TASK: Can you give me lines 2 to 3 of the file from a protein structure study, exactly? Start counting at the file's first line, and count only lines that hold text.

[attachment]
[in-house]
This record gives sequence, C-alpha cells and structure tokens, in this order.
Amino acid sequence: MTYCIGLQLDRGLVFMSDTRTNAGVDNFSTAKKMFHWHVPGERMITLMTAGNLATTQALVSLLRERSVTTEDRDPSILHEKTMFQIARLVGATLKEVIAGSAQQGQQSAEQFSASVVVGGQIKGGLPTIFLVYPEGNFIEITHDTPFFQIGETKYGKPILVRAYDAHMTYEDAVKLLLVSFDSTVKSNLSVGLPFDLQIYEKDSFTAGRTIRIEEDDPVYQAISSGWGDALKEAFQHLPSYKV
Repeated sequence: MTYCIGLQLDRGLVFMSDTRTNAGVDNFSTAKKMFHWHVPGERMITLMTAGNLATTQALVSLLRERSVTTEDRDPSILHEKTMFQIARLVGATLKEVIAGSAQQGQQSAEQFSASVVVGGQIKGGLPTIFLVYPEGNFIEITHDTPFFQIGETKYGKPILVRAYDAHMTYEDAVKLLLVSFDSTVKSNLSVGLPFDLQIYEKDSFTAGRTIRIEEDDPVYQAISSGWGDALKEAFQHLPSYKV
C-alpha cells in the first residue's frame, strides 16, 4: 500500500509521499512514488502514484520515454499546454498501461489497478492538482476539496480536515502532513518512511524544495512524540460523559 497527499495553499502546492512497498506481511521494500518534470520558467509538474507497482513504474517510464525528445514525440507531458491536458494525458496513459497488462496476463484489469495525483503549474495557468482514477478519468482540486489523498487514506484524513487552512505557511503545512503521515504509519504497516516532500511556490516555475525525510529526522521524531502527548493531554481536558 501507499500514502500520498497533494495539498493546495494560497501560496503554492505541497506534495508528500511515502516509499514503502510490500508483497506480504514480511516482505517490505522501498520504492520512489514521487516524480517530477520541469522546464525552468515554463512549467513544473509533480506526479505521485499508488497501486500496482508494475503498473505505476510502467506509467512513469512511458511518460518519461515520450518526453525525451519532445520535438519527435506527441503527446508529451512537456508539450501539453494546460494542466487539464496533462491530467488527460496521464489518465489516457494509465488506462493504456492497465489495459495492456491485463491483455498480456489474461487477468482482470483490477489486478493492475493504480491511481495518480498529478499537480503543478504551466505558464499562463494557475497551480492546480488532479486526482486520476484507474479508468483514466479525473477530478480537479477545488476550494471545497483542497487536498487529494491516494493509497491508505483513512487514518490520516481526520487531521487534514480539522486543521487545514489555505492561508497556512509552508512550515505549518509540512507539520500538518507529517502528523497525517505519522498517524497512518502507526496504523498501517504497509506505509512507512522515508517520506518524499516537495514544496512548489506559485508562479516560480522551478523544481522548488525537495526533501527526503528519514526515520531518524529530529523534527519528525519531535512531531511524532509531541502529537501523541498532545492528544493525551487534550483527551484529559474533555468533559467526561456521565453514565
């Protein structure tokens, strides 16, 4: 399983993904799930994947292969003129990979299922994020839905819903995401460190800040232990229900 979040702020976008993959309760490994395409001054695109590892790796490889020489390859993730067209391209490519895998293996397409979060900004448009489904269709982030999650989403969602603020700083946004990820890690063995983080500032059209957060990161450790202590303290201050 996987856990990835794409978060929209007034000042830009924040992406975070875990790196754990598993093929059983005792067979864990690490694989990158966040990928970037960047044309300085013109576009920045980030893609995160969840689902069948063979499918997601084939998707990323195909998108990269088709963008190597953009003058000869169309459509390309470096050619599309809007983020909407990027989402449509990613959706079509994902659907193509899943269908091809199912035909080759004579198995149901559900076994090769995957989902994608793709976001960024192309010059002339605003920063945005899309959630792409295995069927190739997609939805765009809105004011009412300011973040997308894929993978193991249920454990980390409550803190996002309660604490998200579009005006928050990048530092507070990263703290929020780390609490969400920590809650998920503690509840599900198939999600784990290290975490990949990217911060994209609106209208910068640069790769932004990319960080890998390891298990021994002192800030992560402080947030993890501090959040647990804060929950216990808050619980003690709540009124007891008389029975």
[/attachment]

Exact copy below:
This record gives sequence, C-alpha cells and structure tokens, in this order.
Amino acid sequence: MTYCIGLQLDRGLVFMSDTRTNAGVDNFSTAKKMFHWHVPGERMITLMTAGNLATTQALVSLLRERSVTTEDRDPSILHEKTMFQIARLVGATLKEVIAGSAQQGQQSAEQFSASVVVGGQIKGGLPTIFLVYPEGNFIEITHDTPFFQIGETKYGKPILVRAYDAHMTYEDAVKLLLVSFDSTVKSNLSVGLPFDLQIYEKDSFTAGRTIRIEEDDPVYQAISSGWGDALKEAFQHLPSYKV